Peter Beinart, who insists he is not advising anyone, has reportedly inspired the top-tier candidates with his recipe for a liberal return to muscular global democracy in The Good Fight: Why Liberals—and Only Liberals—Can Win the War on Terror and Make America Great Again. At what The Hotline called a “smashingly well-attended book party at the home of Nancy Jacobson and [Hillary for President pollster] Mark Penn,” both Clintons were on hand to praise him.
Hillary also spoke at the August launch of a new think tank of centrist Democrats and a smattering of Republicans called the Center for a New American Security founded by former Clinton defense officials Michele Flournoy and Kurt Campbell. (The ironic similarity in name to the neoconservative Project for the New American Century has not been lost.)
The group, which includes Derek Chollet, a key adviser to the John Edwards campaign, supports a long-term, albeit smaller, U.S. presence in Iraq, but insists that future foreign interventions shouldn’t be curtailed because of Iraq’s failures.
To be fair, Obama’s team has reached out to more of a mixed crowd, engaging former Clintonites Susan Rice, an African expert at Brookings, and Washington lawyer Mark Brzezinski. Obama also snagged the endorsement of Brzezinski’s father, Carter National Security Adviser Zbigniew Brzezinski.
Lawrence Korb, a former assistant secretary of defense, is also working with Obama. He is one of many from the Center for American Progress—headed by former Clinton deputy chief of staff and Hillary supporter John Podesta—working with the top tier. Korb has championed a redeployment plan for U.S. troops and recently co-authored an op-ed for the Boston Globe entitled “How to withdraw quickly and safely.”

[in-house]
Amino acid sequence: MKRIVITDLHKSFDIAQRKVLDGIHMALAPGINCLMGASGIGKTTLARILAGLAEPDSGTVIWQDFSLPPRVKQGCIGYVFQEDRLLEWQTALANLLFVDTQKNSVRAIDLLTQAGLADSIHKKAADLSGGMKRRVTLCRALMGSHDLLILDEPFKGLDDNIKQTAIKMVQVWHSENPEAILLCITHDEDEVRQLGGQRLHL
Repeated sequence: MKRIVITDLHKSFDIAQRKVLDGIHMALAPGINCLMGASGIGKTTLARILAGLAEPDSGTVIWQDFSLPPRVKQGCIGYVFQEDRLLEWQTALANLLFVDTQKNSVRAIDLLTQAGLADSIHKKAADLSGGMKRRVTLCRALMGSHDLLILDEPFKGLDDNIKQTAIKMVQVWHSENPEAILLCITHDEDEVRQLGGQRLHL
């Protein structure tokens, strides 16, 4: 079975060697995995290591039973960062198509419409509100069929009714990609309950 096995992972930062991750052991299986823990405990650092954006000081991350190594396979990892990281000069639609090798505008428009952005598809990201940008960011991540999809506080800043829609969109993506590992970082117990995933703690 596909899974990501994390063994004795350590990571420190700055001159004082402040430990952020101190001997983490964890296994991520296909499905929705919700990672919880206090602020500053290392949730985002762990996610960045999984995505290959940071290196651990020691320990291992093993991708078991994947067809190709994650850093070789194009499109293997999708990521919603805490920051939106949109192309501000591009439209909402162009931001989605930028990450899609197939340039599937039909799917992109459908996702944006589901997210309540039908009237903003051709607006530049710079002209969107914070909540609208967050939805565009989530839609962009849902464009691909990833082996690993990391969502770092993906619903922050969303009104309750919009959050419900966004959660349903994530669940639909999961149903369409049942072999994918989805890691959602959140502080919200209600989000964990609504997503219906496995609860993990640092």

While Hillary has been courting military brass—most notably Ret. Gen. Jack Keane, who co-wrote the current surge strategy with Frederick Kagan of the American Enterprise Institute—Obama has reportedly sought advice from Ret. Gen. Powell.
“I think the neoconservatives have certainly been discredited,” Korb insisted to TAC. “I think that’s what we’re coming back to—getting rid of extremes.”
That said, no less than eight names associated with the Clinton and Obama campaigns—including Indyk, Steinberg, and O’Hanlon—have turned up, in some cases multiple times, on statements and letters authored by the Project for the New American Century, the brainchild of neoconservatives Bill Kristol and Robert Kagan, launched to “accept responsibility for America’s unique role in preserving and extending an international order friendly to our security, our prosperity and our principles.”
Republican candidate and frontrunner Rudy Giuliani not only believes in the Bush doctrine, he pumped it up with steroids in the September/October issue of Foreign Affairs. Beginning with, “we are all members of the 9/11 generation,” and ending with “only principled strength can lead to a realistic peace,” the 6,000-word manifesto has the prints of his predominantly neoconservative team all over it.
Led by former Reagan aide and Hoover Institution fellow Charles Hill, there is Harvard Professor Martin Kramer, who works with the Washington Institute for Near East Policy; Peter Berkowitz of Hoover; Kim Holmes of the Heritage Foundation; Stephen Rosen of Harvard; Enders Wimbush of the Hudson Institute; Commentary eminence Norman Podhoretz; and the newest addition, author Daniel Pipes, who has been waging an online war against American “Islamofascist” college professors.
Giuliani, who recently said he is not averse to using tactical nuclear weapons against Iran, has no doubt found his muse in Podhoretz. Upon releasing his latest opus, World War IV, Podhoretz predicted in a National Review Online Q&A that his toddler granddaughters will be in their 30s by the time the global war on Islamofascism is won and that “confusion” over the real mission in Iraq may detract from George W. Bush’s legacy, which will ultimately be that of “a great president.”